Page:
The Second Time Curse: 'Sacred Games 2' with Saif Ali Khan, Pankaj Tripathi and Nawazuddin Siddiqui, hit by Netflix’s season two syndrome
Every Netflix original dips in the second season, after delivering a punch in the first, only to pick up in the third.
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If you haven’t binge-watched a show while cooking, cleaning, brushing your teeth, have you really binge-watched a show?
Well, that’s what I did with Sacred Games 2 from the night of August 15 to the next morning. Eight episodes, each at least 45 to 53-minutes long, if not more, and a series of interconnected, complex, convoluted plotlines heading towards the end — or, so you think.
Let’s talk cast.
The second season has added some new names to the list — Kalki Koechlin as Batya Abelman, Ranvir Shorey as Shahid Khan, Amruta Subhash as RAW Agent Kusum Devi Yadav and more.
But the most important addition is that of Pankaj Tripathi as Guruji — or, as Ganesh Gaitonde (Nawazuddin Siddiqui) would say, “Mera teesra baap!”
And therein starts the disappointment.
I believe there’s nothing Pankaj Tripathi cannot do in terms of acting. The script, however, has to allow his character the scope to leap to that height. At the risk of being judged, Sacred Games 2 doesn’t quite allow Pankaj Tripathi that long a rope. Guruji is introduced as the main man who controls the whole game. And you realise that ten minutes into the first episode. What we needed was to see his charisma — and his evil — unfold on its own, rather than having to hear it over and over again, from the mouths of his various subsidiaries.
Held back: The script doesn't allow Pankaj Tripathi long enough rope. (Photo: Netflix screengrab)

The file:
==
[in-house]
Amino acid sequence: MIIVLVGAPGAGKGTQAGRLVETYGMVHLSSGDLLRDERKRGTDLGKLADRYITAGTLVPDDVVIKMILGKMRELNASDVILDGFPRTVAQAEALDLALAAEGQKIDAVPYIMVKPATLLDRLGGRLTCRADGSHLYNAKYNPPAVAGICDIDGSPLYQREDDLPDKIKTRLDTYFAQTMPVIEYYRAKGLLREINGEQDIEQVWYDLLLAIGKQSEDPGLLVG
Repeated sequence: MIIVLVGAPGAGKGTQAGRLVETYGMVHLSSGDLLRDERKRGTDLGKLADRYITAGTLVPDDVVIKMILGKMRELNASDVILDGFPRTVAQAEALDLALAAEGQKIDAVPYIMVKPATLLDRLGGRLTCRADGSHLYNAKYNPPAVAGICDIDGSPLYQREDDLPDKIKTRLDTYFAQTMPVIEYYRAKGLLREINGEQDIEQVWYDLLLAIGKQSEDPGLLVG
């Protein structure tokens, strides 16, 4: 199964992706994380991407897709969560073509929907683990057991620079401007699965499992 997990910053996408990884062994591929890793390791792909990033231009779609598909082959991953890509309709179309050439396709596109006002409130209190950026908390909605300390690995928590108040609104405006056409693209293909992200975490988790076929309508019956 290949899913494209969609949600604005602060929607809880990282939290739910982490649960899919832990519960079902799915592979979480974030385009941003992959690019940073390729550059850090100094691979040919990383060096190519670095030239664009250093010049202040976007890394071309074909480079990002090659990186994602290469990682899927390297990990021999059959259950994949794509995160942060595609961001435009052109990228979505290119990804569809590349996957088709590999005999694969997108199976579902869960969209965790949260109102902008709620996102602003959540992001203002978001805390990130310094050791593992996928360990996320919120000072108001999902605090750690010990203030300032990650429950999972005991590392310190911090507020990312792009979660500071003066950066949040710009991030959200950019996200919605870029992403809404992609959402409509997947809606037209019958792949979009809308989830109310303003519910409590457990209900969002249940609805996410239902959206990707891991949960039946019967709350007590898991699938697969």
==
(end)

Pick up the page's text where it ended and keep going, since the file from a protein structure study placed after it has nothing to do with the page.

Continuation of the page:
Guruji is shown as a man who is blessed with hypnotic powers, he uses sex to calm you, leash you and then, unleash you — like a number of godmen we’ve heard about, and he weaves seemingly disparate stories together with his own interpretation of what the ending would look like, to preach his sermons and brainwash you into believing his truth. He is clearly not a man of average intelligence if he has to keep pulling off this con.
Which is why the show’s incessant attempt to hammer it in through Gaitonde, “Kuch toh baat hai Guruji mein” was unnecessary.
Ganesh Gaitonde's sharp edges seemed to have been smoothened out, leaving us with a character you feel sorry for — rather than fear.
Sartaj Singh though has a seat at the table now, a sharp contrast to how his colleagues treated him in the first season. He remains true to his non-heroic hero self, just the way we remember him. But neither of the new characters have been fleshed out enough, with little or no emphasis on their backstories. In Sacred Games universe, where each one's past is directly responsible for their present and future, and is directly linked to one another — like Sartaj's father Dilbagh Singh and Gaitonde's connect, or the only new glimmer of hope where Sartaj turns out to be related to Shahid Khan — this is criminal.
Kuku was missed, although Gaitonde and Guruji's chemistry somewhat makes up for it.
Jatin Sarna as Bunty has turned into a Circuit to Gaitonde's Munna Bhai — and he is not fun without his 'chhatri' lines!